Life Notes: A Lesson in Perspective
Words of wisdom from an old friend

It coughed. It sputtered. It gasped. And then my 14-year-old car simply quit. Died right on our driveway. Needless to say, this demise could not have come at a worse time.

It was finally springtime. Even the calendar said it. I was rarin’ to go. No time to waste.

And of course, there was the list. The tyranny of the list.

This time, it was as long as my arm, a roster of appointments and errands nipping at my heels.

Hurry up, please, it’s time… The line from T.S. Eliot’s “The Waste Land” came roaring back to me from my English-major days. I felt frantic.

I called our trusty road service company and, of course, I was told help would be on the way…but not for a while. “Just a brief wait,” according to the honey-voiced woman who took my S.O.S. call.

It was my fault. Just two days before, I had said to my husband that this car had been so good to me that I wasn’t giving it up. I was cleaving to it as long as it got me where I was going. Besides that, I was as used to this car as a woman is to a good – or no-good – husband. We were a team.

I’ll admit my thoughts were not nearly as positive when I came back inside the house to start the unraveling process of my day. Hello, 10:30 am interview. Sorry I can’t be there. My car won’t start.

Even to my own ears, it sounded like a feeble alibi. A downright lie. The oldest excuse in the book. Only it was true.

Hello, hair salon. Goodbye, hard-won haircut appointment with the maestro of the scissors. Rescheduling? But of course…three weeks from yesterday.

Hello, daughter. Make other arrangements for Zay’s school pick-up. It won’t be Grandma Sally. At least, not likely.

And so it went. The morning was a piercing reminder of our dependence on cars, our absolute submission to their tyranny. I was stuck – or, in more appropriate language, stalled. The brakes were on.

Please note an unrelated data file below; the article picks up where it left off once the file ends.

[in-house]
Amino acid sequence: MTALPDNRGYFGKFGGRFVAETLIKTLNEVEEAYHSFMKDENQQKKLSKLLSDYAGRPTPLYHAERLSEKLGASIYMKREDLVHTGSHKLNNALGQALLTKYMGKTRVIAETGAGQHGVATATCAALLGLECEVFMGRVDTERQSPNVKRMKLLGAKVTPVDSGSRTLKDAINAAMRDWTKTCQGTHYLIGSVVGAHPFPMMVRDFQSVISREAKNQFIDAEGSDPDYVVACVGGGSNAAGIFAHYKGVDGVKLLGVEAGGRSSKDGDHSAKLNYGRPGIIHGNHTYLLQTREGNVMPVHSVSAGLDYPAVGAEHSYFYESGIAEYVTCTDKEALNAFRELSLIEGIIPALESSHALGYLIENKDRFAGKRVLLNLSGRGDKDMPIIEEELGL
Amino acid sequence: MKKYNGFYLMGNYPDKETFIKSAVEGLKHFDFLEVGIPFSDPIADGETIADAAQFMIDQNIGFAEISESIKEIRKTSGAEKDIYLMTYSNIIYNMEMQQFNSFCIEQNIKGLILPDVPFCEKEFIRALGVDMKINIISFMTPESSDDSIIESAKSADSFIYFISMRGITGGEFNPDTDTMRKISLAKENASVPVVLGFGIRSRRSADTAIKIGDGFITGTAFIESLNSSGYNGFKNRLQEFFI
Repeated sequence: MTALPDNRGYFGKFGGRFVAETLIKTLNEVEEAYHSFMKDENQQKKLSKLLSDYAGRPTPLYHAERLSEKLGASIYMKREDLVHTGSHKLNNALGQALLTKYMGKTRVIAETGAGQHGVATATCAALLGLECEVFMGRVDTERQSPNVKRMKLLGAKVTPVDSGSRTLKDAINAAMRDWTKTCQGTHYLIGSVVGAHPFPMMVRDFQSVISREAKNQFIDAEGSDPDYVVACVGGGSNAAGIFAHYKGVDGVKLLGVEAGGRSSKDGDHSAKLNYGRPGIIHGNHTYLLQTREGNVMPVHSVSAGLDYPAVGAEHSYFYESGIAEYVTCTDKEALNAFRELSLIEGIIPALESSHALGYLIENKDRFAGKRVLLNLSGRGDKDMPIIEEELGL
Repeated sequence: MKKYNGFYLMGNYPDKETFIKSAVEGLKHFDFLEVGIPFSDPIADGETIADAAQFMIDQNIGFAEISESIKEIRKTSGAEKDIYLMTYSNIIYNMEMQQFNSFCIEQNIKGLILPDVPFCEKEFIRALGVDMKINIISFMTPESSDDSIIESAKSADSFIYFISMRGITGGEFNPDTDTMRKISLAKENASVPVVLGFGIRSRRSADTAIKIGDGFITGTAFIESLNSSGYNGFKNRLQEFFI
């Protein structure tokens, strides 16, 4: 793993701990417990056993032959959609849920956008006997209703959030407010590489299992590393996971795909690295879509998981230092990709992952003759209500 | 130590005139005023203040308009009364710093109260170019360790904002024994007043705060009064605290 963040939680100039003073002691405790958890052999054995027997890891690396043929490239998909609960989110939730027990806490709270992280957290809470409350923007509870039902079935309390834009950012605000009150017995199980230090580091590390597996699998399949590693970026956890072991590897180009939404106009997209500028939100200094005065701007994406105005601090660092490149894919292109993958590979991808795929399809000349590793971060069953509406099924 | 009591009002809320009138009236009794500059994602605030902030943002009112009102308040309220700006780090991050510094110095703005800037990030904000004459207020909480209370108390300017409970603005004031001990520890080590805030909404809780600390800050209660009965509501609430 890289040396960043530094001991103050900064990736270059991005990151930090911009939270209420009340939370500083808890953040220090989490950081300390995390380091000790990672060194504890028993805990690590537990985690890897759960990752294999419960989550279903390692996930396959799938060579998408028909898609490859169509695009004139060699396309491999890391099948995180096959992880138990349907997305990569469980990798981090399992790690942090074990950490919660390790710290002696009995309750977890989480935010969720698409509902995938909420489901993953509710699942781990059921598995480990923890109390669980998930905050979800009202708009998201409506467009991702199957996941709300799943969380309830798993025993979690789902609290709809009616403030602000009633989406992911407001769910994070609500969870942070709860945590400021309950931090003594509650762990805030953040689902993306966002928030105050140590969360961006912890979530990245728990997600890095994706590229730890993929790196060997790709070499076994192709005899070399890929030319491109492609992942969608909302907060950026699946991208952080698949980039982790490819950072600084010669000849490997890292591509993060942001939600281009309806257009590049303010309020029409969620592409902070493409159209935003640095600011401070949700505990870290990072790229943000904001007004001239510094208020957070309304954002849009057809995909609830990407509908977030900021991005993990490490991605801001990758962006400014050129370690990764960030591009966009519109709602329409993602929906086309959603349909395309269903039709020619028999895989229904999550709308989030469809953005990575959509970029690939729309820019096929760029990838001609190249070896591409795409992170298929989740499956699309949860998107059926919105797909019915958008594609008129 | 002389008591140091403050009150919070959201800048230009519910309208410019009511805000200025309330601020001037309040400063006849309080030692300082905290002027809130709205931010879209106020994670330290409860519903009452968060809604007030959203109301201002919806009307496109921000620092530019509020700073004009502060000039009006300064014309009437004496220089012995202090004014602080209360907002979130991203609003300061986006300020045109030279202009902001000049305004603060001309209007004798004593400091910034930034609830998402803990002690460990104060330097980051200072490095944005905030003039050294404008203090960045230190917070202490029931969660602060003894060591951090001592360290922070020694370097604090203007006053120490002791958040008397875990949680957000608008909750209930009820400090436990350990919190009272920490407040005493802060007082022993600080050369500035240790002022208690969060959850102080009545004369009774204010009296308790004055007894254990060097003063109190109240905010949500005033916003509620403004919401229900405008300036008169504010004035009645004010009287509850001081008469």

I paced. I fumed. I checked the driveway approximately every 45 seconds for a sighting of my rescuer. I ate four chocolate chip cookies.

Ninety minutes seemed like a life sentence.

I wish I could have been a serene lady-in-waiting, philosophical about life’s little glitches. I wish I could have done something productive or thoughtful or, at the very least, calming. But I’m an incurable Type A, and car troubles, like computer troubles, make me wild with anxiety. My own engine churns.

Then I picked up the phone and called my oldest friend Joycie in Florida. Dear Joycie is always eager to talk.

“What’s wrong?” Joycie asked seconds into our conversation, sensing that my voice was ragged with tension. So I told her my small tale of woe – a busy day, a car that was ailing, an impatient wait for help.

For a blink, Joycie said nothing. No words of reassurance. No purred comfort. No “It’ll be alright.”

“It’s just a car,” my oldest, wisest friend said at last. “Be grateful that it’s just a car.”

Not exactly profound wisdom. No phenomenal trumpet blast of insight. Just the calm, steady voice of reason and perspective from a woman who has lots of both.

But those words also came from a woman who had seen her husband through a monumental illness. They came from a woman who has had her share of life’s “gotchas.”

And suddenly, I was really hearing Joycie. Yes, it was just that. A car. An annoyance. Not the disaster I was making it.

The road service guy came just about when he was supposed to. He made a few diagnostic grunts, gave the car a jolt with his jumpers, and it purred. A lovely sound. My car was my pal again after my own shameful disloyalty. All was right with the world.

“Have a nice day,” said my hero.

And with much-needed perspective, it finally was.


Sally Friedman can be reached at


March 2017
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